American Standard Elite Kitchen Faucet: Handle Failure

Strange though it may seem, the kitchen faucet handle broke while Mary was using it. The rear wall of the socket that fits over the cartridge valve stem fractured:

American Standard Faucet Handle - broken mount
American Standard Faucet Handle – broken mount

Having no water in the kitchen is not to be tolerated, so I applied a redneck fix while pondering the problem:

Kitchen Faucet - redneck handle repair
Kitchen Faucet – redneck handle repair

Based on that comment, I called the American Standard hotline (800-442-1920), described the situation, and they’re sending a replacement handle and cartridge. Evidently the new handle won’t fit the old cartridge, which makes me feel better about not stockpiling repair parts, even while I now wonder what the new cartridge part number might be and how you’d tell them apart.

Anyhow, the redneck fix wouldn’t suffice for the next week; I needed something slightly more permanent. The broken wall fit neatly in place on the mount, but:

  • It must withstand far more force than a simple glue joint can provide
  • I can’t machine square holes
  • Wrapping a metal sleeve around the mount seemed like too much work

You undoubtedly saw this coming a while ago:

Am Std Faucet Handle Sleeve - solid model
Am Std Faucet Handle Sleeve – solid model

The mount tapers slightly from the handle body toward the open end to provide draft for the molding process. I applied a hull() operator to two thin rectangles spaced the right distance apart along the Z axis to create a positive model of the mount, which then gets subtracted from the blocky outer rectangle. The hole clears a 10-32 screw that fits the standard setscrew threads (normally hidden behind the handle’s red-and-blue button).

Unlike most printed parts I’ve done recently, the sleeve suffered from severe shrinkage along the outside walls:

Faucet handle sleeve - build distortion
Faucet handle sleeve – build distortion

The inside maintained the right shape, so I cleared the nubs with a file and pressed it in place around the mount with the rear wall snapped into position. The black plastic socket evidently isolates the handle from the valve stem and I used a stainless 10-32 screw to prevent the nightmare scenario of having the sleeve slide downward along the tapered mount and block the setscrew. Overall, it came out fine:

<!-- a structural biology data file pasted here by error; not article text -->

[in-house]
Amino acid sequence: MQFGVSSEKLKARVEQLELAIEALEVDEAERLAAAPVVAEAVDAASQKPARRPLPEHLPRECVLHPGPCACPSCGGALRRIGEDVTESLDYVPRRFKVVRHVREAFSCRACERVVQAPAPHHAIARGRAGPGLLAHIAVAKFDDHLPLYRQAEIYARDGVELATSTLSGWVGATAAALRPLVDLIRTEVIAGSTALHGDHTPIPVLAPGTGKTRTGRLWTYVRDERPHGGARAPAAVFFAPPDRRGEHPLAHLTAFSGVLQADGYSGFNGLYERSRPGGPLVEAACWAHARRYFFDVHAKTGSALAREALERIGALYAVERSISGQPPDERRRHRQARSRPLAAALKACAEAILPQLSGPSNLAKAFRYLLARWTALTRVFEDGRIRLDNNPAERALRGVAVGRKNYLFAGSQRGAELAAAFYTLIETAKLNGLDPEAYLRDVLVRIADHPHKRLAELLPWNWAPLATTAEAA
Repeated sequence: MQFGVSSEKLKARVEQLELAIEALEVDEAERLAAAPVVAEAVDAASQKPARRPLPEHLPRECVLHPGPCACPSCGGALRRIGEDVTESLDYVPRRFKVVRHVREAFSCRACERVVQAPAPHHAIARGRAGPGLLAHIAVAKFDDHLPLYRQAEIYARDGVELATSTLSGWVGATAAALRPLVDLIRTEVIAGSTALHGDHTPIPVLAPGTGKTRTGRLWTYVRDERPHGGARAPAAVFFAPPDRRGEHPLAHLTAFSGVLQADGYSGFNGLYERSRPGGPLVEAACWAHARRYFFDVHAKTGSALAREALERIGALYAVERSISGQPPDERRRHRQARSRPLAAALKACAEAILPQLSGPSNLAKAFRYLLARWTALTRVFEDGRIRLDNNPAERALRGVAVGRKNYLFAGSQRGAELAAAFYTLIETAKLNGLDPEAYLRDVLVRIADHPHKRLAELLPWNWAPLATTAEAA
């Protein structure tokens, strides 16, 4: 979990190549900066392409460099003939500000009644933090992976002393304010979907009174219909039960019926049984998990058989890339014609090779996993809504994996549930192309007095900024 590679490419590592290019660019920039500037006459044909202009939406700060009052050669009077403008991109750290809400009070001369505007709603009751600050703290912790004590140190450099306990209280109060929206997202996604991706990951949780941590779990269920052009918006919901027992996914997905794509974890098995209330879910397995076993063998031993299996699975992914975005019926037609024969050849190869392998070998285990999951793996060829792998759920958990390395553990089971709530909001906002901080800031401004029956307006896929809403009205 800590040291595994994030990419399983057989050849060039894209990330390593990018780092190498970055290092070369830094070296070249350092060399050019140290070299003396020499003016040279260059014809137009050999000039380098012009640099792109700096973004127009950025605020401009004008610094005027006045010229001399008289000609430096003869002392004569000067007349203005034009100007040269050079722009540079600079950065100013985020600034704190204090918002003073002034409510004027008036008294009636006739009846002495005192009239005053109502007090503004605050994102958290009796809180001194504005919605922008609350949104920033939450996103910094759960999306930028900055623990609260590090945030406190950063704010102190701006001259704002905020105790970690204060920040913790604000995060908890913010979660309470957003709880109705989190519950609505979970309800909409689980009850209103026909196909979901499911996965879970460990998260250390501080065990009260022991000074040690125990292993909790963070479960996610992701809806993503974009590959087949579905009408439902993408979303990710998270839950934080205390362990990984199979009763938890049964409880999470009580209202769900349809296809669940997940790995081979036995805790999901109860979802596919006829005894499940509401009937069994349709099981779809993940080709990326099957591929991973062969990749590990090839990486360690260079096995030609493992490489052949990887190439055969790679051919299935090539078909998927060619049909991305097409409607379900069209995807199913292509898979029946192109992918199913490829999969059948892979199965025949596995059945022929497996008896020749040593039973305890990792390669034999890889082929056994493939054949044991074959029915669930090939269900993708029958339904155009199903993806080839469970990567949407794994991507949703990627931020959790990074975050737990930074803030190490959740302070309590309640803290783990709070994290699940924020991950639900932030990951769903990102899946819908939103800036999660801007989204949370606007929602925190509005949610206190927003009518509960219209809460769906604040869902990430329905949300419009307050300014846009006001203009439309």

American Standard faucet handle - compression sleeve
American Standard faucet handle – compression sleeve

However, the chunky sleeve didn’t clear the opening in the escutcheon cap, which put the cap on the windowsill for the next week. The result works much better than the redneck fix and looks almost presentable. It’s certainly less conspicuous:

American Standard faucet handle - temporary repair
American Standard faucet handle – temporary repair

I hope the new handle has a much more robust socket…

The OpenSCAD source code:

// Quick fix for broken American Standard Elite 4454 faucet handle
// Ed Nisley KE4ZNU February 2013

//- Extrusion parameters must match reality!
//  Print with +2 shells and 3 solid layers

ThreadThick = 0.25;
ThreadWidth = 2.0 * ThreadThick;

HoleFinagle = 0.4;
HoleFudge = 1.00;

function IntegerMultiple(Size,Unit) = Unit * ceil(Size / Unit);
function HoleAdjust(Diameter) = HoleFudge*Diameter + HoleFinagle;

Protrusion = 0.1;           // make holes end cleanly

// Dimensions

Wall = 5.0;

Slice = ThreadThick;                // minimal thickness for hull object

ShaftEnd = [11.6,17.8,Slice];
ShaftBase = [12.1,18.8,Slice];
ShaftLength = 19.0;

Block = [(ShaftBase[0] + 2*Wall),(ShaftBase[1] + 2*Wall),ShaftLength - Protrusion];

ScrewOffset = 6.5;          // from End
ScrewDia = 5.0;             // clearance

// Useful routines

module ShowPegGrid(Space = 10.0,Size = 1.0) {

    Range = floor(50 / Space);

    for (x=[-Range:Range])
        for (y=[-Range:Range])


module PolyCyl(Dia,Height,ForceSides=0) {           // based on nophead's polyholes
  Sides = (ForceSides != 0) ? ForceSides : (ceil(Dia) + 2);
  FixDia = Dia / cos(180/Sides);

// Model the handle's tapered shaft

module Shaft() {

    hull() {
        translate([0,0,ShaftLength - Slice/2])
            cube(ShaftEnd, center=true);
            cube(ShaftBase, center=true);


// Build it!


difference() {
    translate([0,0,ShaftLength - ScrewOffset])